A DNS server manages name resolution of computers on a subdomain. For example, going to docs.cslabs.clarkson.edu you are using clarkson.edu's DNS server to find the ip address of cslabs. This would be the CSLabs' DNS server. Now we use the CSLabs' DNS server to find the ip address of docs.
Where are the files?
The files you need to edit are in /var/named/ on Dns1. They link to corresponding files in /var/named/chroot/var/named/. You need to be root to edit these files.
What do the files mean?
The purpose of this file is to look up ip addresses from a name.
game IN A 126.96.36.199 tremulous IN CNAME game
This snippet of the file shows that game.cslabs should be resolved 188.8.131.52. It then goes on to specify that tremulous.cslabs should resolve to the same address as game.cslabs.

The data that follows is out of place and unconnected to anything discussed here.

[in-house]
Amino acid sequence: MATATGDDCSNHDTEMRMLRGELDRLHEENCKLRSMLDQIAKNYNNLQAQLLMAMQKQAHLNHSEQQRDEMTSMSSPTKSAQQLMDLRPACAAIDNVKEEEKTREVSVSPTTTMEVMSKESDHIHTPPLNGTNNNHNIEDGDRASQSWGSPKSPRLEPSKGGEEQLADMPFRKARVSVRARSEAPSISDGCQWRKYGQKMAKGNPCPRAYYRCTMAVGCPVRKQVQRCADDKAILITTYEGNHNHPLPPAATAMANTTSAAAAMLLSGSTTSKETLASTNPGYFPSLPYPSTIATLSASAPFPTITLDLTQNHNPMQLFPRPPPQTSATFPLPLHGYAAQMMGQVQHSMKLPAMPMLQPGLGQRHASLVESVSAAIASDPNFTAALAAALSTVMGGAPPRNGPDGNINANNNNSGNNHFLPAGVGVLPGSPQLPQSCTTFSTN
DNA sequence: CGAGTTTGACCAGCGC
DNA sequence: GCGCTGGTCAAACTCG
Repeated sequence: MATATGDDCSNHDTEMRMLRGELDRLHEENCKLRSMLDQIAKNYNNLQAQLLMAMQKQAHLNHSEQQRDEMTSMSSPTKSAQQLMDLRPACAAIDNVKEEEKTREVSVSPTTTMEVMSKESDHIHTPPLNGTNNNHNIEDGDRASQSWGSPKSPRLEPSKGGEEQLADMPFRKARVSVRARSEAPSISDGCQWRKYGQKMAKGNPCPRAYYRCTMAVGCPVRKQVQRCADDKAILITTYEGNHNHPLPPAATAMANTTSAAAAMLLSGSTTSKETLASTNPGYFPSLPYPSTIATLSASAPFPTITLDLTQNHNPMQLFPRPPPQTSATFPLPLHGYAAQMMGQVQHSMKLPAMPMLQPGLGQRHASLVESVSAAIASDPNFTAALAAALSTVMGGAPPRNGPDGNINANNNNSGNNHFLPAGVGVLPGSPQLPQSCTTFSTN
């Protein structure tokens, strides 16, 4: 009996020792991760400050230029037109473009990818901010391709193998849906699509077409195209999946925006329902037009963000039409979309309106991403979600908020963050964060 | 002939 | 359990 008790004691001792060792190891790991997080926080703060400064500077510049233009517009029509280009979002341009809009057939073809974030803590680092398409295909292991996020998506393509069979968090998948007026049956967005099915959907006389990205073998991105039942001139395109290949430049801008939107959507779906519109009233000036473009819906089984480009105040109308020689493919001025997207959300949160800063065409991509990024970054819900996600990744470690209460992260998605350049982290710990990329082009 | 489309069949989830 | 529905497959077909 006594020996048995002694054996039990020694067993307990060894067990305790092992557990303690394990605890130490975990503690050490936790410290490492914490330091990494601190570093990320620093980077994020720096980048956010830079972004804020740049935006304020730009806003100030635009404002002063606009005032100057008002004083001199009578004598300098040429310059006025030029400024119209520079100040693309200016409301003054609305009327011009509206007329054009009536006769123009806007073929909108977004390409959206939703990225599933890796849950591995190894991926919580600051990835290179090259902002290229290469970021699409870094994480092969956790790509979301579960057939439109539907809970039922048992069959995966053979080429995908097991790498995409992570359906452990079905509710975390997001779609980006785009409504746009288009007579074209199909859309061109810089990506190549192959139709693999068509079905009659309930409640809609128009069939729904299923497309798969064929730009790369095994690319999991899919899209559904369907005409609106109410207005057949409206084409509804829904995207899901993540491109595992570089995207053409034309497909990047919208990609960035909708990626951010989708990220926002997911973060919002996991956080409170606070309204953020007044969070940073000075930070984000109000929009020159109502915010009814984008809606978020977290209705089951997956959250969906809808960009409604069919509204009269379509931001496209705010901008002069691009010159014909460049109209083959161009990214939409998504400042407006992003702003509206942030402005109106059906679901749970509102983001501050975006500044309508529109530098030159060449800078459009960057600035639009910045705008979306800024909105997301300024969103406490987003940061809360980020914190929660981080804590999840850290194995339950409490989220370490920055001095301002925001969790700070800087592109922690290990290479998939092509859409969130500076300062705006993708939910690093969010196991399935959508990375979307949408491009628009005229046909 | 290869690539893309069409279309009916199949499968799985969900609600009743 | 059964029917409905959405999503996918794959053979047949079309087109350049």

The purpose of this file is to look up the name from a ip address.
36 IN PTR game.cslabs.clarkson.edu.
This snippet shows that 184.108.40.206 is game.cslabs.clarkson.edu.
Changing the serial number lets Dns2 know that it should pull the new version of the file. You will find a line:
2011092703 ; serial
in all of the files. This one was last edited the 27th of September 2011 and is the third revision for that day.
How to push the changes to Dns2
Make sure that the serial# has been changed in any edited files. Then run rndc reload on Dns1. This process happens every 15 minutes regardless.
To check that your changes worked properly use the nslookup command. Lets say that you wanted to check game.cslabs. You would run:
root@dns1 ~]# nslookup game.cslabs 220.127.116.11 Server: 18.104.22.168 Address: 22.214.171.124#53 Name: game.cslabs.clarkson.edu Address: 126.96.36.199 root@dns1 ~]# nslookup game.cslabs 188.8.131.52 Server: 184.108.40.206 Address: 220.127.116.11#53 Name: game.cslabs.clarkson.edu Address: 18.104.22.168
This shows that both Dns1 and Dns2 resolve game.cslabs to 22.214.171.124 which is correct.